REPLICATION_PASSWORD: replication_pass # default is replication_pass
REPLICATION_HOST: pgmaster
POSTGRES_PASSWORD: monkey_pass
POSTGRES_USER: monkey_user
POSTGRES_DB: monkey_db

Other configurations

See the Dockerfiles and docker-compose/latest.yml files in the root of the repository to understand all available and used configurations!

Adaptive mode

'Adaptive mode' means that node will be able to decide if instead of acting as a master on it's start or switch to standby role. That possible if you pass PARTNER_NODES (comma separated list of nodes in the cluster on the same level). So every time container starts it will check if it was master before and if there is no new master around (from the list PARTNER_NODES), otherwise it will start as a new standby node with upstream = new master in the cluster.

Keep in mind: this feature does not work for cascade replication and you should not pass PARTNER_NODES to nodes on second level of the cluster. Instead of it just make sure that all nodes on the first level are running, so after restart any node from second level will be able to follow initial upstream from the first level. That also can mean - replication from second level potentially can connect to root master... Well not a big deal if you've decided to go with adaptive mode. But nevertheless you are able to play with NODE_PRIORITY environment variable and make sure entry point for second level of replication will never be elected as a new root master

SSH access

If you have need to organize your cluster with some tricky logic or less problematic cross checks. You can enable SSH server on each node. Just set ENV variable SSH_ENABLE=1 (disabled by default) in all containers (including pgpool and barman). That will allow you to connect from any to any node by simple command under postgres user: gosu postgres ssh {NODE NETWORK NAME}

You also will have to set identical ssh keys to all containers. For that you need to mount files with your keys in paths /home/postgres/.ssh/keys/id_rsa, /home/postgres/.ssh/keys/id_rsa.pub.

Replication slots

If you want to disable the feature of Postgres>=9.4 - replication slots simply set ENV variable USE_REPLICATION_SLOTS=0 (enabled by default). So cluster will rely only on Postgres configuration wal_keep_segments (500 by default). You also should remember that default number for configuration max_replication_slots is 5. You can change it (as any other configuration) with ENV variable CONFIGS.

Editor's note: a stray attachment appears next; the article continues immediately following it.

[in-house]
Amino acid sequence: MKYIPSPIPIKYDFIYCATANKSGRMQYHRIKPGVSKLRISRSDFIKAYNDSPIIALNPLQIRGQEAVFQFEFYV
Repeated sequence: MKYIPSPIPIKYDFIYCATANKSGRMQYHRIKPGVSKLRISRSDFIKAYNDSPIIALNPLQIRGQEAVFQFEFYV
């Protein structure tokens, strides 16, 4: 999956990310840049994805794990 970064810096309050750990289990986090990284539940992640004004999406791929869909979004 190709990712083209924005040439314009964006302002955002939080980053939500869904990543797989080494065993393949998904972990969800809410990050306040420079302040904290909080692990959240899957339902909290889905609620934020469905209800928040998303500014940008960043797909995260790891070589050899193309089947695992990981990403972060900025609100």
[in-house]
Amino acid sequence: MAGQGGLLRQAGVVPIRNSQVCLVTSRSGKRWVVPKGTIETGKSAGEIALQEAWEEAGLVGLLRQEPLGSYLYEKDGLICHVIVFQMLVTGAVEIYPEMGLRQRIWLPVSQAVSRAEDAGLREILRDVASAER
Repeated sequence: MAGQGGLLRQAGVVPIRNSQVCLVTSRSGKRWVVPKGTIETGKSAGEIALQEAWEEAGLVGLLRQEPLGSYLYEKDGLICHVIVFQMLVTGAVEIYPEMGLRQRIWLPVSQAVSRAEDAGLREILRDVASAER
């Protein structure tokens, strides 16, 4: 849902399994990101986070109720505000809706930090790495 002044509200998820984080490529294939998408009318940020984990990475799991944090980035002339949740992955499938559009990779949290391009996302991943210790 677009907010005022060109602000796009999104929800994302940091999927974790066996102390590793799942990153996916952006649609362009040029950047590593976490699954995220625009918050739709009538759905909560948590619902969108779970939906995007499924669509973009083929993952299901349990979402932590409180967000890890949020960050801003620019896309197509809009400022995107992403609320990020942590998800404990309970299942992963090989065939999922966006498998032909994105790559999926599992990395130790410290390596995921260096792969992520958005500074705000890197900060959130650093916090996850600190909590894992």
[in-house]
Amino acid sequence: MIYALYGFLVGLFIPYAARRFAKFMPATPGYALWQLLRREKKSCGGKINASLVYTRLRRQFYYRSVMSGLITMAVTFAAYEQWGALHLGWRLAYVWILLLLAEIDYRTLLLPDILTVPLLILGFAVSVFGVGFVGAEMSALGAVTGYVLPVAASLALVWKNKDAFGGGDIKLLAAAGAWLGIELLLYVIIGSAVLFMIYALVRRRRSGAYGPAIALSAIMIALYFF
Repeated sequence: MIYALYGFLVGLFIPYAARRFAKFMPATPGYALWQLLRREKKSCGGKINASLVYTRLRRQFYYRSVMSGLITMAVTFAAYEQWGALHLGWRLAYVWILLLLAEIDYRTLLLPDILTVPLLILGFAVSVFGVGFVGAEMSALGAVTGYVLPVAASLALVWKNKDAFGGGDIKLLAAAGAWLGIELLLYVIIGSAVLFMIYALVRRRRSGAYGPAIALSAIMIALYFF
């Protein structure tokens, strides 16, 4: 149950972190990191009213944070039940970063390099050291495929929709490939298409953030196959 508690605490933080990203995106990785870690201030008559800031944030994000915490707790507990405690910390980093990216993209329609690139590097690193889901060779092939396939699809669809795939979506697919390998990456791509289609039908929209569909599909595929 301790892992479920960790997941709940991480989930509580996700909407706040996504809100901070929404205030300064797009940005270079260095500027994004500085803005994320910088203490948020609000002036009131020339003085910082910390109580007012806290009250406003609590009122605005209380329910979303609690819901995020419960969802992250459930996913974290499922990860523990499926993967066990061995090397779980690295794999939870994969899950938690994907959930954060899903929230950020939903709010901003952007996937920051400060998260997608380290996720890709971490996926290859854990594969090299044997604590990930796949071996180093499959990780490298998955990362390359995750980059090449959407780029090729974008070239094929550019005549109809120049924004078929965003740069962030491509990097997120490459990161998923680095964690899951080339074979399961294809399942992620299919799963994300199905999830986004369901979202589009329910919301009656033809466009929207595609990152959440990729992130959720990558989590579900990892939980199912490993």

Extended version of postgres

Component postgres-extended from the section Docker images tags convention should be used if you want to have postgres with extensions and libraries. Each directory here represents extension included in the image.

Backups and recovery

Barman is used to provide real-time backups and Point In Time Recovery (PITR).. This image requires connection information(host, port) and 2 sets of credentials, as you can see from the Dockerfile:

  • Replication credentials
  • Postgres admin credentials

Barman acts as warm standby and stream WAL from source. Additionaly it periodicaly takes remote physical backups using pg_basebackup. This allows to make PITR in reasonable time within window of specified size, because you only have to replay WAL from lastest base backup. Barman automatically deletes old backups and WAL according to retetion policy. Backup source is static — pgmaster node. In case of master failover, backuping will continue from standby server Whole backup procedure is performed remotely, but for recovery SSH access is required.

Before using in production read following documentation:

For Disaster Recovery process see RECOVERY.md

Barman exposes several metrics on :8080/metrics for more information see Barman docs

Health-checks

To make sure you cluster works as expected without 'split-brain' or other issues, you have to setup health-checks and stop container if any health-check returns non-zero result. That is really useful when you use Kubernetes which has livenessProbe (check how to use it in the example)

  • Postgres containers:
    • /usr/local/bin/cluster/healthcheck/is_major_master.sh - detect if node acts as a 'false'-master and there is another master - with more standbys
  • Pgpool
    • /usr/local/bin/pgpool/has_enough_backends.sh [REQUIRED_NUM_OF_BACKENDS, default=$REQUIRE_MIN_BACKENDS] - check if there are enough backend behind pgpool
    • /usr/local/bin/pgpool/has_write_node.sh - check if one of the backend can be used as a master with write access

Useful commands

  • Get map of current cluster(on any postgres node):
    • gosu postgres repmgr cluster show - tries to connect to all nodes on request ignore status of node in $(get_repmgr_schema).$REPMGR_NODES_TABLE
    • gosu postgres psql $REPLICATION_DB -c "SELECT * FROM $(get_repmgr_schema).$REPMGR_NODES_TABLE" - just select data from tables
  • Get pgpool status (on any pgpool node): PGPASSWORD=$CHECK_PASSWORD psql -U $CHECK_USER -h localhost template1 -c "show pool_nodes"
  • In pgpool container check if primary node exists: /usr/local/bin/pgpool/has_write_node.sh

Any command might be wrapped with docker-compose or kubectl - docker-compose exec {NODE} bash -c '{COMMAND}' or kubectl exec {POD_NAME} -- bash -c '{COMMAND}'

Scenarios

Check the document to understand different cases of failover, split-brain resistance and recovery

Publications

How to contribute

Check the doc to understand how to contribute

FAQ

Documentation and manuals